It would be unethical to not tell them when signing a contract if there is another sponsor within the same business as them. If you have to think about whether the businesses are too similar, they probably are and you should tell them.
YOU CAN SAY NO - Not everything aligns with your value set or they may want to reach out to your audience in a way that makes you uncomfortable. Your audience is your lifeline so is it worth it to risk alienating them?
Absolutely have a signed agreement that confirms all the negotiated details. Those details include:
- Sponsorship fee - in kind or cash - how much, how is it being paid out?
- Deliverables - who is responsible for what (they give X amount of product, you performing X activitations)?
- Schedules - when is the event, when are you receiving in-kind sponsorships or payment, when are you completing activations?
- Signatures of both parties
Businesses can have quite the turnover and someone who made the agreement with you might not be there by the time you go to collect. This agreement should contain everything that was agreed upon so their replacement can honour the deal.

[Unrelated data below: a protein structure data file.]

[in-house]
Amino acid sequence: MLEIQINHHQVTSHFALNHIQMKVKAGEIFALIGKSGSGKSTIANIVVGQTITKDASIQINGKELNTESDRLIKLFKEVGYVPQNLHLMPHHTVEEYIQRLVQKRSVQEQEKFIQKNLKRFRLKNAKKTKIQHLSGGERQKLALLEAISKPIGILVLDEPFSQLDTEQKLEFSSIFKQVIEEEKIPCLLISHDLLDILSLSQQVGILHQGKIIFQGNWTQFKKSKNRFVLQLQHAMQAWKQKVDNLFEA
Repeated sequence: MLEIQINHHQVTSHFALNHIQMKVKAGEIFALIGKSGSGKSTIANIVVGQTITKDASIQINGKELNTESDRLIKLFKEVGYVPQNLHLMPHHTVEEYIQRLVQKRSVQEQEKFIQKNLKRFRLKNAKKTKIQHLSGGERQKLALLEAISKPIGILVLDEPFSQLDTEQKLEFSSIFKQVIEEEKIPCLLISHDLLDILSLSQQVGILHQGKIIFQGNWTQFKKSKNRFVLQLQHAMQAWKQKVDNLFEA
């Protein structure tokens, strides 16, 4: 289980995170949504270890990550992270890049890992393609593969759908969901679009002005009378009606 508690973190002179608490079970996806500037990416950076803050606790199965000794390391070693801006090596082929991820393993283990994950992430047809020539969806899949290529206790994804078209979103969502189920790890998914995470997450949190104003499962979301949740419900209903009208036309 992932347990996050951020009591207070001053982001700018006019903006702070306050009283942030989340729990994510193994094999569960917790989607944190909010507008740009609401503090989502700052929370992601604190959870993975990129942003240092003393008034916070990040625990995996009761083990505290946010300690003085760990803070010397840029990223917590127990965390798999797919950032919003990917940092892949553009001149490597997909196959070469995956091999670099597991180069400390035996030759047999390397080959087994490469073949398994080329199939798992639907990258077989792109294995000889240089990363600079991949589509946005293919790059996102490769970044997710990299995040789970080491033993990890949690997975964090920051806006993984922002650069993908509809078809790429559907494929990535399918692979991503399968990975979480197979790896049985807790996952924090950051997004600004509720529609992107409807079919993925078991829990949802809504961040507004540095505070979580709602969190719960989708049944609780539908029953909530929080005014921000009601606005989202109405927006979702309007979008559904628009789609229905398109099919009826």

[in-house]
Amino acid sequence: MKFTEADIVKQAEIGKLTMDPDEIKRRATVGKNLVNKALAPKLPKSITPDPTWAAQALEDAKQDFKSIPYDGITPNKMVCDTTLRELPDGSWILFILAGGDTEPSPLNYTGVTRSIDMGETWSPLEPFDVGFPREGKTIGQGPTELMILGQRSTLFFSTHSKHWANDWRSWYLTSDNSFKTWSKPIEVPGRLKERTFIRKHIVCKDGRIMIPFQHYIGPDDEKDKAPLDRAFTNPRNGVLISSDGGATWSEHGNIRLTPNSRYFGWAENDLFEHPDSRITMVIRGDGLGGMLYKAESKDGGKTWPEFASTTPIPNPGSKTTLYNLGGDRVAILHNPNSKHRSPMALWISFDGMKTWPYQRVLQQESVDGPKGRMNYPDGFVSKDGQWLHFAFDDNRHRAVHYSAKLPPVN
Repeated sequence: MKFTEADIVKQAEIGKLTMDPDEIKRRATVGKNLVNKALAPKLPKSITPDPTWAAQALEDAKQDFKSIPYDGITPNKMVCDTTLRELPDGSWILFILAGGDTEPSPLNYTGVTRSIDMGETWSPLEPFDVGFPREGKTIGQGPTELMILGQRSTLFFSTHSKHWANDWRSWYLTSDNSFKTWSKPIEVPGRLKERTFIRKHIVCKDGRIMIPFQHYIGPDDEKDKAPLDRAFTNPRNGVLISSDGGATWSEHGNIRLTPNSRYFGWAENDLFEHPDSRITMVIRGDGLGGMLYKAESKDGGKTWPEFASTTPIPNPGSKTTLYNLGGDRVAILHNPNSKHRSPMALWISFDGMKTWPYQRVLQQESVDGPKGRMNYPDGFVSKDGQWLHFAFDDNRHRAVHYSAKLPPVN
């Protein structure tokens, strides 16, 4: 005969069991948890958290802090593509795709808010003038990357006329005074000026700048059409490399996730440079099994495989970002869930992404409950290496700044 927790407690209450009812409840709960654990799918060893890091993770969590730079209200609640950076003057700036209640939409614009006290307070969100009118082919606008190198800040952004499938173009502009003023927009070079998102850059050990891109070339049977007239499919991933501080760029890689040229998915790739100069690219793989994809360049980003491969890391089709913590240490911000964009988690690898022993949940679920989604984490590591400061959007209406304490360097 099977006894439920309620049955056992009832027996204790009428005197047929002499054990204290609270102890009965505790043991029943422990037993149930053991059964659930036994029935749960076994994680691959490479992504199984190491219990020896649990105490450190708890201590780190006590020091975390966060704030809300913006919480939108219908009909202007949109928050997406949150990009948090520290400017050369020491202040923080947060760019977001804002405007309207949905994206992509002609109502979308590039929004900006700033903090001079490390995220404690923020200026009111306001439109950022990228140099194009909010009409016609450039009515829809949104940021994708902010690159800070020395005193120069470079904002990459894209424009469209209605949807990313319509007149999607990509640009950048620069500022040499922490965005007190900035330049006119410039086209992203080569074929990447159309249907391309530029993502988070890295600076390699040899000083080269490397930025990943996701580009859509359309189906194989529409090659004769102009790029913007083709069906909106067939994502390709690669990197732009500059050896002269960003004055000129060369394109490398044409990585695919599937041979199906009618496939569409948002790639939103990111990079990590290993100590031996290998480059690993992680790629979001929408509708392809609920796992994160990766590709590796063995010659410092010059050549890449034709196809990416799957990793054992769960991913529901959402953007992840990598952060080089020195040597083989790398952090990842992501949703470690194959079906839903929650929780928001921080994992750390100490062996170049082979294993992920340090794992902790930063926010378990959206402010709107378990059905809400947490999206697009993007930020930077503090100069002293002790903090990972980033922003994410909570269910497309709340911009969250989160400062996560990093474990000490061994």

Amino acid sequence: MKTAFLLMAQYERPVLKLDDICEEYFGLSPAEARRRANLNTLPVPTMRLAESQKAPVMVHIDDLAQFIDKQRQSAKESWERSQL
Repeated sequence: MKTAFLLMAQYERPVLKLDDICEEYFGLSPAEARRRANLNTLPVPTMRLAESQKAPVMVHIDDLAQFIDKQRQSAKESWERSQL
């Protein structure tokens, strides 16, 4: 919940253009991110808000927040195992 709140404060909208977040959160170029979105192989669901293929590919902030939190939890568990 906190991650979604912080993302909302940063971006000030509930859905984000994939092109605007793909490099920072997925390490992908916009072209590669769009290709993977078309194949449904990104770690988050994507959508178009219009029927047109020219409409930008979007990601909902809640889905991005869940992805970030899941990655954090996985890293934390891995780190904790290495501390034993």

After you finish your production, you need to write a report to send back to your sponsor telling them how the event went and confirm the details (your program ad reached X number of audience members, we gave out X number of samples, we posted about you on social media X times, etc.). Including images from the event or quotes can help them feel part of the success. It is always easier to renew a relationship than it is to prospect and start a new one, so you want this report to be an honest account of what happened (because sponsorships are all about relationships and trust) as well as an opportunity to ask them how they feel it went from their perspective. Building (also know as stewarding) long-term partnerships is a more effective way to create sustainable sponsorship activities.
- Only promise benefits that you can deliver – great ideas around the table, but can you actually deliver.
- Understand when you are providing a proposal that it might just be forwarded to someone else – all the things that you’ve discussed need to go in there.
- Use their language and highlight what they care about – it’s like compliment sandwich!
- Benefits and Activations – be creative!
- Be specific, yet flexible. You are ready to give specific examples with the caveat that we are open to different options that better suit you. Don’t leave it to them to think it up. They need you to have ideas to springboard.
1 THING YOU MUST DO = PLEASE HAVE AN AGREEMENT!
Congratulate yourself on securing the sponsorship but make sure you have an agreement that is SIGNED.